Musings on my First Fifty Years

Birthdays are a great time to reflect, and after celebrating number fifty over the weekend, I have a few thoughts, for what they are worth. After fifty years on this planet, this is what I know:
If this isn’t the life you want, the life you think you are destined for, it’s your job to create that life. Listen to what God/the Universe is telling you to do, and then do it. Keep your eyes open for the path that is being created for you, and follow it, and be willing to do some foraging through the overgrown and tricky parts. Remove those barriers around your heart and feel that pain that you are afraid will kill you. It won’t; it will strengthen you for the all the love that awaits. You have to believe that the wounds serve a purpose. You have to believe that from those dark places, your light can shine brightest. The world needs your light. You must be willing to let go of people and things that threaten to stifle or distort that inner voice that says, “You are enough.” And you have to know that no experience, whether it be one of joy or sorrow, or triumph or trauma, is a waste. It is in your power, and it is in fact your responsibility, to give it a shape, to make it matter.

In Truth and Love,

Alinda

Connecting the Dots

 

“I’m not creative at all.” How many times have I heard friends say that? Most recently it was at a fun and engaging youth event in which one of the volunteers, a friend of mind, had put together a program for a group of young people. It was a weekend of activities, all of which were interconnected by the theme of looking to others for our identity. No, I’m not kidding. This clearly talented woman could not see that she had created an experience of diverse and meaningful opportunities for expression and had literally made something big and powerful where there had previously been nothing. With only a general theme and a handful of guidelines offered her, she birthed something purposeful, something that evolved over three days into a narrative of self for a hundred young people. If only I were that creative, I thought.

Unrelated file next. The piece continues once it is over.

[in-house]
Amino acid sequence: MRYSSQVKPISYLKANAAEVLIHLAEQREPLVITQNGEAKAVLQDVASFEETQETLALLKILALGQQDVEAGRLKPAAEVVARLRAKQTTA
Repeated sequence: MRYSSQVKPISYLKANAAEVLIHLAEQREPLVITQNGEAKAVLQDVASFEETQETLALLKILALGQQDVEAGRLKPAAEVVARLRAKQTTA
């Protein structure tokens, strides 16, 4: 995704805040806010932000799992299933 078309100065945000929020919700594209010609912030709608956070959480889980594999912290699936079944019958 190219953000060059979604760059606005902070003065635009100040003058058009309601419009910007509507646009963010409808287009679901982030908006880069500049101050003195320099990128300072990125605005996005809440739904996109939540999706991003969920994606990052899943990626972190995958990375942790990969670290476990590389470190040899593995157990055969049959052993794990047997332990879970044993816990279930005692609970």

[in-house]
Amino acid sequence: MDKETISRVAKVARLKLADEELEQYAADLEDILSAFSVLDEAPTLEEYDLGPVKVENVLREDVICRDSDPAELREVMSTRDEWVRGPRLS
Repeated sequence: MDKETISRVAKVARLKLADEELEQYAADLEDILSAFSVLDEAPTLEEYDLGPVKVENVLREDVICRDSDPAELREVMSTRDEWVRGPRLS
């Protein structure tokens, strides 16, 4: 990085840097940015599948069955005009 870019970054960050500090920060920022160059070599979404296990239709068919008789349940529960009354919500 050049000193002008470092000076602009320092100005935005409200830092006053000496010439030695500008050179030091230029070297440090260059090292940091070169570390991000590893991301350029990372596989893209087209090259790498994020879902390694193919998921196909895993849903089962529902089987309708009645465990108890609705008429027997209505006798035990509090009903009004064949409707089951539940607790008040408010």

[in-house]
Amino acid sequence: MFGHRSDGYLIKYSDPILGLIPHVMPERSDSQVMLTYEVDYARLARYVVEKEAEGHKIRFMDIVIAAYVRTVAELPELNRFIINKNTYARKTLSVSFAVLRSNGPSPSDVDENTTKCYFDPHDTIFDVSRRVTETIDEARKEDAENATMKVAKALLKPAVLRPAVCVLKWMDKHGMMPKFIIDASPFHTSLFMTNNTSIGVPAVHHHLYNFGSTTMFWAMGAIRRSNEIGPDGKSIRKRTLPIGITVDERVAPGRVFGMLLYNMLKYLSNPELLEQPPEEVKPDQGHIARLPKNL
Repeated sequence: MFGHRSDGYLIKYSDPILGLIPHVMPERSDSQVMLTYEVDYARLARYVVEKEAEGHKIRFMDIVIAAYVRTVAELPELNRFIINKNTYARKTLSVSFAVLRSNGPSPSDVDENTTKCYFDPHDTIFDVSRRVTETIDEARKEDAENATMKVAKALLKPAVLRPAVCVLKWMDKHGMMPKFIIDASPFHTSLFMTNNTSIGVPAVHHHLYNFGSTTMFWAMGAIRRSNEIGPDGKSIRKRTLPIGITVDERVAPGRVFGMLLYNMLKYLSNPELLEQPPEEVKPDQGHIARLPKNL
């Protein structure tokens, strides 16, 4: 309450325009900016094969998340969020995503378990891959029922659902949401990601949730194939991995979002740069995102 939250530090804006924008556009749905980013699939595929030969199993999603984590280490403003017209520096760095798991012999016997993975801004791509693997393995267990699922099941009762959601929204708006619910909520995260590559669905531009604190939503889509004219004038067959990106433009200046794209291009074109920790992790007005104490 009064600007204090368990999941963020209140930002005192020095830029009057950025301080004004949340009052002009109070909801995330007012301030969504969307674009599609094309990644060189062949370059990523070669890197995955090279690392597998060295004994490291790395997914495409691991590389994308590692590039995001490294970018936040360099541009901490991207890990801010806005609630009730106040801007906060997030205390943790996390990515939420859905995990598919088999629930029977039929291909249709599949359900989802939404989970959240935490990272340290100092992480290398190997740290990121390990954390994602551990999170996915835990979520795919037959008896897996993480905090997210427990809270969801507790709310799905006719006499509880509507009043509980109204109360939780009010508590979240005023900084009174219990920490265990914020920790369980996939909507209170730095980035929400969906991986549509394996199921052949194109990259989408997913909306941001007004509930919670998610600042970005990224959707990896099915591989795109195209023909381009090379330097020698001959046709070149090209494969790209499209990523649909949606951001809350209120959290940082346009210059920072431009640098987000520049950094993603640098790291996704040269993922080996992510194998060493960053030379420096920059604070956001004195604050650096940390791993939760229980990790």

The jury is still out (sort of) on exactly what creativity is. There are plenty of ideas about it, and some are more sinuous, while others are more restrained. In a completely subjective way, I do believe we all are creative. We all have the ability to create something where there was once nothing, and we do it every day. You can’t make a sandwich without it. Some of us are gifted at it, while others have to work a bit harder. Some of us like to color in the lines, and some of us need to be messy. Some of us are impassioned with these activities, while some feel frustrated by the effort, and others are completely indifferent. But I argue that most of those distinctions do not matter much, in terms of defining creativity, and the real issue for me is that those who are invigorated by the act of creating—ought to be doing it. And doing it often.

One of my favorite notions of creativity is expressed in the now famous statements made by the late Steve Jobs, who mused that “creativity is just connecting things.” I don’t know about that “just” part, which implies a simplicity too basic in my opinion, but I think for me and those I have mentored, the connections are a key foundation of creating. It is also in part about rejecting the traditional in lieu of the unusual. We all have it inside us to see the unusual. It has just been stifled by our routines and dulled by our habitual ways of living. But to see with new eyes is to be creative. To connect those nebulous dots and give them form—that is how we make things new. And isn’t that what my friend did? She took an idea: identity-self-other, and she connected the dots in a way that was new and meaningful for a bunch of 16-year-olds. Pretty impressive.

I know some of you are doing impressive things, too, and probably not giving yourself enough credit. I encourage you to spend some time exploring what creativity means to you: the definition, but also how it manifests for you. I hope you’ll share those insights with me here or email them to me at alinda@scribewoman.net.